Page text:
Sunday, February 28, 2010

Bunning Attacked, Republicans Unscathed

Is this a metaphor for Republican obstructionism and Democratic acquiescence? (Or is "metaphor" the wrong term?)

The Associated Press reports

Sen. Jim Bunning on Tuesday again blocked the Senate from extending unemployment benefits and health insurance subsidies for the jobless.

The Kentucky Republican objected Tuesday to a request by Maine Sen. Susan Collins, a fellow Republican, to pass a 30-day extension of jobless benefits and other expired measures. The measure would also extend highway programs and prevent a big cut in Medicare payments to doctors.

John Fritze writes in USA Today:

Democrats ramped up political pressure on Sen. Jim Bunning, R-Ky., who is blocking the $10 billion bill because he wants Congress to pay for it with unused economic stimulus funds.

Even Mike Madden at Salon:

Democrats have spent the day blasting the Kentucky Republican, whose personal filibuster against extending unemployment benefits past Monday's expiration date means about 400,000 Americans are in jeopardy of not getting checks they're entitled to.

Politico joined in:

The Kentucky GOP senator’s unilateral decision to block an extension of federally funded unemployment benefits and other popular provisions has united Democrats and sent Republicans hiding from the political backlash.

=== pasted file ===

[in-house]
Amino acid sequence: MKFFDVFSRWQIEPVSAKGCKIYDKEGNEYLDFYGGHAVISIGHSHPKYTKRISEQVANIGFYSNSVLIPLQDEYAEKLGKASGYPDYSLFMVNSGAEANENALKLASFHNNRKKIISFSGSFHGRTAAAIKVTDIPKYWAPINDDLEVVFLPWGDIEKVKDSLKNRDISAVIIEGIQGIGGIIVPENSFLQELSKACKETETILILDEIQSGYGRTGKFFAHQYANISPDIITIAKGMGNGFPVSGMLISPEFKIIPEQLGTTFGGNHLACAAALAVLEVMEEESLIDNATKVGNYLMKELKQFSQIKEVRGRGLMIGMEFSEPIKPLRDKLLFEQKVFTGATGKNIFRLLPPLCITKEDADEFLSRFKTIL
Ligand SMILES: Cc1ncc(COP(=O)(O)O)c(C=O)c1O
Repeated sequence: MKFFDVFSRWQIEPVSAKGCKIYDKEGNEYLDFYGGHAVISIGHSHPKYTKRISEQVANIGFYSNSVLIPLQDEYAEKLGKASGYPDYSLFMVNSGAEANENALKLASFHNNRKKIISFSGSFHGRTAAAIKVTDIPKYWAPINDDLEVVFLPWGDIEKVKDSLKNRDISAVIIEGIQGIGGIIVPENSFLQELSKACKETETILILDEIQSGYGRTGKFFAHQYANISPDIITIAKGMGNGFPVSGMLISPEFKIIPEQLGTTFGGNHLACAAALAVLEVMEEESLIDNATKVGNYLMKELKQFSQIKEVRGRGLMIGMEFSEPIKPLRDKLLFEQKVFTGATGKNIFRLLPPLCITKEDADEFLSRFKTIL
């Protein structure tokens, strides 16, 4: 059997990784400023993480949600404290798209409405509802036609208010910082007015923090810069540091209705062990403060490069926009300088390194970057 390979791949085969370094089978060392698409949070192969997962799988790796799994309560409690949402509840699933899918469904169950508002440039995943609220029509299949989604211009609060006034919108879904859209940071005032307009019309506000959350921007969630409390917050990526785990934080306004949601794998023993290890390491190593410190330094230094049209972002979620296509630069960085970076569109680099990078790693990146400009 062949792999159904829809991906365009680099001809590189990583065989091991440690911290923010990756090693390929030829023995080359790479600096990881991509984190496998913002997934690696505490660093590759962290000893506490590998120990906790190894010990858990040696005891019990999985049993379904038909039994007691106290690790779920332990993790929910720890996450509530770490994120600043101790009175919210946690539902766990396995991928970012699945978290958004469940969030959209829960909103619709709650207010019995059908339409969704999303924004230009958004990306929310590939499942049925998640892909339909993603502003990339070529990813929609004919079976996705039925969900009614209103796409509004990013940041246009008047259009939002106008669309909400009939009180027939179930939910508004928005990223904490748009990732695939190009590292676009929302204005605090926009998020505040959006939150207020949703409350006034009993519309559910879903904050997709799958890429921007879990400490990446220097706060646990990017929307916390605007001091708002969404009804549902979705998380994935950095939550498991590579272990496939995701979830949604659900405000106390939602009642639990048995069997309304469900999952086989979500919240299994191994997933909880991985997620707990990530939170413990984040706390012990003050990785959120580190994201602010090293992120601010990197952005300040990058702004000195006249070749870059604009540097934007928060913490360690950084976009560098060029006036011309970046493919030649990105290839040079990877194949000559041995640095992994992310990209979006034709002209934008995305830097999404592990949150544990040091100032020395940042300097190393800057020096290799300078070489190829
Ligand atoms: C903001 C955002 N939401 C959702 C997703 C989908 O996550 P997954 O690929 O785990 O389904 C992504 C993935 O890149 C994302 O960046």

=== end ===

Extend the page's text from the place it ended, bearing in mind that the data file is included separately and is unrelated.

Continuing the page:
That's the company line- the company being the GOP-friendly corporate media- even if it's not entirely accurate. Debbie Stabenow (D-MI) noted "it’s wrong to call this Jim Bunning’s filibuster. It was a Republican filibuster, as they offered “passive support.”

That was on the morning of Saturday, February 24, when Tennessee's Bob Corker, Alabama's Jeff Sessions, and Texas' John Cornyn, the latter being one of the five members of the GOP Senate leadership, were aiding Bunning. Jon Kyl of Arizona now has jumped in to help. This support is critical; as The New York Times reports "And Republicans said they were willing to hang tough like Mr. Bunning, who could not leave the floor since Democrats could have then pushed the proposal through without him being present to object."

Bunning has opposed unanimous consent for the continuing resolution and initiated the filibuster because, he says, the bill is unpaid for and thus would contribute to the deficit. No cheap shots here about Bunning's support for the tax cuts for the wealthy and the preventable war (funded partly off-budget) in Iraq championed by the President of his own party, or his vote against Paygo. (A cheap shot would be pithier.) Or that Bunning turned down Senate Majority Leader Reid's offer for a vote on paying for the current bill with unused stimulus funds, which the Kentuckian had said he wanted done. Or that the stunt has resulted in a 21% cut in Medicare fees to doctors, a curious move for a party that is wringing its hands over alleged cuts in Medicare in the Senate health care bill. Or that, as Rhode Island's Jack Reed pointed out